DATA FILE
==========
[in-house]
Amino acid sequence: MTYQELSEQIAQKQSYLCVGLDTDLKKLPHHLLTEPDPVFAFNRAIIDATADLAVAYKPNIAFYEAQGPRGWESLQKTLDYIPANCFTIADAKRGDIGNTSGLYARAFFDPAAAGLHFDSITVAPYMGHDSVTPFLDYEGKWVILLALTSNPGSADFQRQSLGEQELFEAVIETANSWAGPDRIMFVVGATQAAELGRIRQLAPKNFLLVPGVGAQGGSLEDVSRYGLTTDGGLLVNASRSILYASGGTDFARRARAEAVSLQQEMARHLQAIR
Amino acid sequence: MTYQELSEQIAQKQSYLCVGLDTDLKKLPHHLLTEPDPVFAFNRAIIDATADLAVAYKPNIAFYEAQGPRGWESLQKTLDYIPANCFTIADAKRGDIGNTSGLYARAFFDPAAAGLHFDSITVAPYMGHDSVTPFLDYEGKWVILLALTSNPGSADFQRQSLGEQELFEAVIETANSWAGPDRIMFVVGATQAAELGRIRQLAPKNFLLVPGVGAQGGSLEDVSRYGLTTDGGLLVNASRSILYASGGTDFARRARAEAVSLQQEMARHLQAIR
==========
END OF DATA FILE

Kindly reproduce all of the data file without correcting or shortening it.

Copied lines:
[in-house]
Amino acid sequence: MTYQELSEQIAQKQSYLCVGLDTDLKKLPHHLLTEPDPVFAFNRAIIDATADLAVAYKPNIAFYEAQGPRGWESLQKTLDYIPANCFTIADAKRGDIGNTSGLYARAFFDPAAAGLHFDSITVAPYMGHDSVTPFLDYEGKWVILLALTSNPGSADFQRQSLGEQELFEAVIETANSWAGPDRIMFVVGATQAAELGRIRQLAPKNFLLVPGVGAQGGSLEDVSRYGLTTDGGLLVNASRSILYASGGTDFARRARAEAVSLQQEMARHLQAIR
Amino acid sequence: MTYQELSEQIAQKQSYLCVGLDTDLKKLPHHLLTEPDPVFAFNRAIIDATADLAVAYKPNIAFYEAQGPRGWESLQKTLDYIPANCFTIADAKRGDIGNTSGLYARAFFDPAAAGLHFDSITVAPYMGHDSVTPFLDYEGKWVILLALTSNPGSADFQRQSLGEQELFEAVIETANSWAGPDRIMFVVGATQAAELGRIRQLAPKNFLLVPGVGAQGGSLEDVSRYGLTTDGGLLVNASRSILYASGGTDFARRARAEAVSLQQEMARHLQAIR